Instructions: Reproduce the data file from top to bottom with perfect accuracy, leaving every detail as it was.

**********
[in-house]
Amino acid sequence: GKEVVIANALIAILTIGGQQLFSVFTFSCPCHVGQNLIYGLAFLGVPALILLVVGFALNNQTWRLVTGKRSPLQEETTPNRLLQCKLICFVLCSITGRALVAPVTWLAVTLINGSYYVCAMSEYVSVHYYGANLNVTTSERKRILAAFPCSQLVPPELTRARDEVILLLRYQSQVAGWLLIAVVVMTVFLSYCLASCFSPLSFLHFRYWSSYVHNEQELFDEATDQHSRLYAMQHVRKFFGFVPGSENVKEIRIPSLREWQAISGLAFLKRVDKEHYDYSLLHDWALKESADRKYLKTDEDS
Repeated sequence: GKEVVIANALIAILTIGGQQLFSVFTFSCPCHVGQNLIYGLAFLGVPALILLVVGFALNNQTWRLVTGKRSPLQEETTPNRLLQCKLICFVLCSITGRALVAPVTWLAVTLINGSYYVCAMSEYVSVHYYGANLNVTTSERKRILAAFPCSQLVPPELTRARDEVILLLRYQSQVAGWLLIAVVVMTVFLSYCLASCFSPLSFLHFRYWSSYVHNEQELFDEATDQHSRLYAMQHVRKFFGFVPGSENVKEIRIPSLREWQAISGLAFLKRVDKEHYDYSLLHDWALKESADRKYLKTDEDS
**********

[in-house]
Amino acid sequence: GKEVVIANALIAILTIGGQQLFSVFTFSCPCHVGQNLIYGLAFLGVPALILLVVGFALNNQTWRLVTGKRSPLQEETTPNRLLQCKLICFVLCSITGRALVAPVTWLAVTLINGSYYVCAMSEYVSVHYYGANLNVTTSERKRILAAFPCSQLVPPELTRARDEVILLLRYQSQVAGWLLIAVVVMTVFLSYCLASCFSPLSFLHFRYWSSYVHNEQELFDEATDQHSRLYAMQHVRKFFGFVPGSENVKEIRIPSLREWQAISGLAFLKRVDKEHYDYSLLHDWALKESADRKYLKTDEDS
Repeated sequence: GKEVVIANALIAILTIGGQQLFSVFTFSCPCHVGQNLIYGLAFLGVPALILLVVGFALNNQTWRLVTGKRSPLQEETTPNRLLQCKLICFVLCSITGRALVAPVTWLAVTLINGSYYVCAMSEYVSVHYYGANLNVTTSERKRILAAFPCSQLVPPELTRARDEVILLLRYQSQVAGWLLIAVVVMTVFLSYCLASCFSPLSFLHFRYWSSYVHNEQELFDEATDQHSRLYAMQHVRKFFGFVPGSENVKEIRIPSLREWQAISGLAFLKRVDKEHYDYSLLHDWALKESADRKYLKTDEDS